Lahore, Mar.25 (ANI): Former Pakistan Prime Minister and chief of the opposition Pakistan Muslim League-Nawaz (PML-N), Nawaz Sharif, has emerged as the most popular politician in Pakistan after defying his house detention and leading a triumphant protest that forced the government to restore the country's deposed chief justice.
According to the New York Times, the Obama administration, which is in the process of fine tuning its strategy toward Pakistan and Afghanistan, has to decide whether Sharif, 59, a populist politician close to Islamic parties, can be a reliable partner?
Sharif's political past, according to the paper, has inspired distrust both here and in Washington.
However, now his supporters and other analysts describe Sharif as being a more mature politician, wiser after eight years of exile in Saudi Arabia and London, and that he is eager to prove he can work with Washington and to put his imprint on a workable approach toward stabilizing Pakistan.
In any case, opponents and supporters believe that Sharif has made himself a political leader Washington can no longer ignore. He is now the front and centre in Pakistani politics.
"If Washington is going to carry Pakistan, it is important they do it with popular support. There's the realization in Washington that he is the next guy we should talk to," the paper quoted Senator Enver Baig, a disaffected member of the governing Pakistan Peoples Party, who resigned from a party post last month, as saying.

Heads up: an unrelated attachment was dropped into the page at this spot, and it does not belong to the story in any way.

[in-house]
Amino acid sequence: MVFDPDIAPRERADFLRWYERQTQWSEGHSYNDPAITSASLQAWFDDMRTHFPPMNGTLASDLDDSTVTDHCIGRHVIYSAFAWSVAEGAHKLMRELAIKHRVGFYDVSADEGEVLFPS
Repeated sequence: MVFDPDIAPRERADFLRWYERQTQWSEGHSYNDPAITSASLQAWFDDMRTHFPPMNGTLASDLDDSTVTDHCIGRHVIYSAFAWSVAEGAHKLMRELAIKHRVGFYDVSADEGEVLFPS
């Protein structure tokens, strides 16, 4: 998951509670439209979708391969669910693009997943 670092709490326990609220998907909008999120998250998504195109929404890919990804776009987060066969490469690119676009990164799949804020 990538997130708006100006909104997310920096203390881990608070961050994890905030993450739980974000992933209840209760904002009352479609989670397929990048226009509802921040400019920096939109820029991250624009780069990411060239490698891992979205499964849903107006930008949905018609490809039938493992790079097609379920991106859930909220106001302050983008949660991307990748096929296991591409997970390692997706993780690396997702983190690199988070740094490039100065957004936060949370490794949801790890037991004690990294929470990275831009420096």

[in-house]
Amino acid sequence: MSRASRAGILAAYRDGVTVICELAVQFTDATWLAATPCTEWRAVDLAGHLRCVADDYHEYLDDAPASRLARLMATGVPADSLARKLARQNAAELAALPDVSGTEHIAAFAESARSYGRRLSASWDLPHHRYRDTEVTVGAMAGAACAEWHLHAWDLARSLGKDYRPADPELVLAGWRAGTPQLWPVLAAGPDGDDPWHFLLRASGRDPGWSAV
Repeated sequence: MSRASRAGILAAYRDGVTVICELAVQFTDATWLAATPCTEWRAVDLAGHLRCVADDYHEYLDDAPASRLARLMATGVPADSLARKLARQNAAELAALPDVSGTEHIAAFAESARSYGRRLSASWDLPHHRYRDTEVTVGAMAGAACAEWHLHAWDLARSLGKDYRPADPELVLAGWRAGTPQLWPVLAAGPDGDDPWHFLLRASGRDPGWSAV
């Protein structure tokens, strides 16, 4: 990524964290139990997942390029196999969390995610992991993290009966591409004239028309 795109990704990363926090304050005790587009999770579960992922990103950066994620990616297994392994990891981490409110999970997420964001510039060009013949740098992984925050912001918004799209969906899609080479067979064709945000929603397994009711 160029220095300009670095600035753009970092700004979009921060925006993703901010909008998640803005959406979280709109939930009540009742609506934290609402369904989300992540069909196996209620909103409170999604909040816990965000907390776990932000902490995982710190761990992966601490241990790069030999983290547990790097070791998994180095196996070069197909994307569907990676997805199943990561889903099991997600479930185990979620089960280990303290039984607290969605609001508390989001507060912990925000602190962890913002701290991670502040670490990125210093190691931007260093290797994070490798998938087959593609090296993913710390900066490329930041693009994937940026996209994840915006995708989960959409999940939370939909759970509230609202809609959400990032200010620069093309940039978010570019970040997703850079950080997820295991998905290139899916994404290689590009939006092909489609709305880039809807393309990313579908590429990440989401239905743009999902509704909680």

"Nawaz Sharif is a reflection of Pakistani society. He is silent on what matters most: the insurgency. What we need is a leader," adds Pervez Hoodbhoy, a physicist and a critic of current government policies.We, and all sensible Pakistanis, need the support of Saudi Arabia and the more moderate Islamist parties, particularly Jamaat-e-Islami, if we are ever going to tame the jihadis. Nawaz's good standing with them is very, very important," ," said a former American ambassador to Pakistan, Robert B. Oakley.
Maleeha Lodhi, a former Pakistani ambassador to the United States, said Washington's suspicions of Sharif might actually be helpful.
"He is sufficiently distanced from the United States to be a credible partner in the eyes of Pakistanis," she said.
Some experts are sceptical that Sharif can distinguish between the militants and the conservative Islamic parties.
"There's no evidence that he understands the difference between these groups," said Stephen P. Cohen, a scholar at the Brookings Institution in Washington. (ANI)